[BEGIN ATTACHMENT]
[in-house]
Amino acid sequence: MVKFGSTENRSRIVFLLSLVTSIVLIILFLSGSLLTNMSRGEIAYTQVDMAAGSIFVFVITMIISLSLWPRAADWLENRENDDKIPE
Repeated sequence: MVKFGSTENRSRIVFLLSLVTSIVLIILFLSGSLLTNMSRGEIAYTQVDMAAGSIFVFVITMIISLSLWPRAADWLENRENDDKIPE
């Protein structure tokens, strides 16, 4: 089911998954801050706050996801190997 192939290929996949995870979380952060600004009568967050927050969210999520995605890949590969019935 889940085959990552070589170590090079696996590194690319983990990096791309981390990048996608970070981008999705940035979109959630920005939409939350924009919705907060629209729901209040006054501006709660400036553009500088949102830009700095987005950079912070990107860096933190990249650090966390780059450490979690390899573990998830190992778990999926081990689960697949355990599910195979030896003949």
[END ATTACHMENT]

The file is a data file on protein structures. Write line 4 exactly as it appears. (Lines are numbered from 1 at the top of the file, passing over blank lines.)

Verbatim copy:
């Protein structure tokens, strides 16, 4: 089911998954801050706050996801190997 192939290929996949995870979380952060600004009568967050927050969210999520995605890949590969019935 889940085959990552070589170590090079696996590194690319983990990096791309981390990048996608970070981008999705940035979109959630920005939409939350924009919705907060629209729901209040006054501006709660400036553009500088949102830009700095987005950079912070990107860096933190990249650090966390780059450490979690390899573990998830190992778990999926081990689960697949355990599910195979030896003949």